Bihar midday meal tragedy: Absconding school principal surrenders, arrested
The absconding principal of the Bihar primary school, where 23 children died after eating a midday meal, surrendered on Wednesday and was arrested by the SIT.
Police on Wednesday arrested the absconding principal of the government primary school in Bihar's Saran district where 23 children died after eating contaminated food last week, officials said.
Saran Superintendent of Police Sujit Kumar that Meena Devi was arrested by Special Investigation Team. Earlier in the day, she filed a petition for anticipatory bail in a court.
The lawyer for principal Meena Devi filed a petition for her anticipatory bail in the chief judicial magistrate (CJM) court in Saran, a district police officer said. "The court is likely to hear the case tomorrow (Thursday)," he added.
Police have already filed a petition in the court to attach Meena Devi's property after obtaining her arrest warrant July 22.
Earlier on Tuesday, the court of CJM Narendra Mohan Jha declared the primary school principal at Gandaman village a proclaimed offender in the mid-day meal case.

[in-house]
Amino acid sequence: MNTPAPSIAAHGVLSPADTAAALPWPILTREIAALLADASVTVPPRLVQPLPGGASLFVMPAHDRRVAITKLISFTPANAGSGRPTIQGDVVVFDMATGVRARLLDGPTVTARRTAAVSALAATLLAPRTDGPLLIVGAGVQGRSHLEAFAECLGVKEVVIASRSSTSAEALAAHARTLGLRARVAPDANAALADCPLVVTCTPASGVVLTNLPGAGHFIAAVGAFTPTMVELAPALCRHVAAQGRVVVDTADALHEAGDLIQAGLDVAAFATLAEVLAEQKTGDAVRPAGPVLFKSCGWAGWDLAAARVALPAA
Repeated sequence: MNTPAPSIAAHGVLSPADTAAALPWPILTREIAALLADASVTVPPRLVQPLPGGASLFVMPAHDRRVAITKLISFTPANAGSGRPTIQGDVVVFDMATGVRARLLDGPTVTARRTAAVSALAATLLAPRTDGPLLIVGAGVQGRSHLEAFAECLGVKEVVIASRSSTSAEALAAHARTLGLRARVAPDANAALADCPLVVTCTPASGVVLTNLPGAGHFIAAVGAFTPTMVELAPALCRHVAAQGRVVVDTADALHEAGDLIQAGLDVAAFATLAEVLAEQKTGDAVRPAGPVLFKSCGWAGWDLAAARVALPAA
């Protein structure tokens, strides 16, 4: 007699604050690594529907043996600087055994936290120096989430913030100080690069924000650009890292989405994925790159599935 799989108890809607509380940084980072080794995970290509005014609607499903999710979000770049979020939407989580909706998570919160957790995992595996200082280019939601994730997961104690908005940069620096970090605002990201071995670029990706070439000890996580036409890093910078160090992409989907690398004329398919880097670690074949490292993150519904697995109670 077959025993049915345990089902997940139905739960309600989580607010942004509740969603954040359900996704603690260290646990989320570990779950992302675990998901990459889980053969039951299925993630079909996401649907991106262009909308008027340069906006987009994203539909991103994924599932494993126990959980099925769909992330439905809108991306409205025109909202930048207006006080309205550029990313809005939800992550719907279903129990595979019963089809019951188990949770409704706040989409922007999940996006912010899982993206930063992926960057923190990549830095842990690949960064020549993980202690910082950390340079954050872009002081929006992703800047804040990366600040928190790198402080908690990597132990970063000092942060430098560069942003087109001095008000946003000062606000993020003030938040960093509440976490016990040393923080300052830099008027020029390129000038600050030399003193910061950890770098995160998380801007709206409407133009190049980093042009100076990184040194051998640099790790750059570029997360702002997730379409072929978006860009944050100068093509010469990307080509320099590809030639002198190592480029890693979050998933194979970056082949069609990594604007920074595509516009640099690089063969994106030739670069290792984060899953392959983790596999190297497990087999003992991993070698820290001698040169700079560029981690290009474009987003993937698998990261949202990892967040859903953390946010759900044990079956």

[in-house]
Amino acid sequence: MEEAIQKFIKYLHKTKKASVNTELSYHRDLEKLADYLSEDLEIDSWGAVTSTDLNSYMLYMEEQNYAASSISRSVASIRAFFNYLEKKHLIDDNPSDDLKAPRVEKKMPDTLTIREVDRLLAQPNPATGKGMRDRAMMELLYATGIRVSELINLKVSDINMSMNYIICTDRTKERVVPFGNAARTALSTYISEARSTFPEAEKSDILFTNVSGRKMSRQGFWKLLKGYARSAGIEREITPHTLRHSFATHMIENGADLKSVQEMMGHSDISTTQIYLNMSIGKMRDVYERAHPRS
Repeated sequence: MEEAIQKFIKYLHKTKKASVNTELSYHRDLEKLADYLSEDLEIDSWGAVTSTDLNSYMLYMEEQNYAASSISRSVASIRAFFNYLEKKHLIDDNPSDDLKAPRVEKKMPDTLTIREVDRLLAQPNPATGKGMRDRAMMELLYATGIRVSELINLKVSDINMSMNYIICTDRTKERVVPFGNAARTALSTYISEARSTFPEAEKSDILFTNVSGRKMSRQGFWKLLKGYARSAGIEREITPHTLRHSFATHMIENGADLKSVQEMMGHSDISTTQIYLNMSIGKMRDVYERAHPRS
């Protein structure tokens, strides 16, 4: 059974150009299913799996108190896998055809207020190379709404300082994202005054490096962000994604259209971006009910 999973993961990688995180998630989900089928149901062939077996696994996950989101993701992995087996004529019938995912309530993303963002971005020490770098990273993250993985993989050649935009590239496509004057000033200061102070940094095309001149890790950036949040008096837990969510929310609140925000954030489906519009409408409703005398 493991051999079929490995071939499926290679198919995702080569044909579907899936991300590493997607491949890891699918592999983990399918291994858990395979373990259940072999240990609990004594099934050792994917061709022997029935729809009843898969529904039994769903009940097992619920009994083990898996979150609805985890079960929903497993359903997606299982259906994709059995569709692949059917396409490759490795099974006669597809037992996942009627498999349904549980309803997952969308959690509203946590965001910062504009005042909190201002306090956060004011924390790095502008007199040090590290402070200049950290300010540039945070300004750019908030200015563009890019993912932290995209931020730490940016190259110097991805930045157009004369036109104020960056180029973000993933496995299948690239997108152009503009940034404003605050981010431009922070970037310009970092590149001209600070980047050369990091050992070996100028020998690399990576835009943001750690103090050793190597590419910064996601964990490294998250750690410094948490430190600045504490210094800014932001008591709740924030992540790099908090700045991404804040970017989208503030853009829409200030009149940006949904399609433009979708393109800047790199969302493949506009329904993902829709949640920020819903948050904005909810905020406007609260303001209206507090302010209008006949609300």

The court also declared her a fugitive after police informed it that she might have fled Bihar. Police have published a written proclamation requiring her to appear before the court.
According to police, Meena Devi has been on the run since July 16 when the tragic incident took place.
A government inquiry report has also blamed the principal for the deaths of the 23 children last week.
Police raided her house twice in the last three days and recovered a bottle of pesticide, traces of which were suspected to be present in the school food.
According to district officials, Meena Devi forced the cook to use an allegedly contaminated cooking oil despite the latter's complaint that it bore a pungent smell.
She has been suspended from service for gross negligence.
A first information report has been registered against her on penal charges of murder and criminal conspiracy.
A forensic lab report Saturday confirmed presence of toxic insecticide traces in the cooking oil used for making food at the school.
The poisonous substance, organophosphorus, in oil samples collected from school was more than five times the commercial preparation available in market, police said.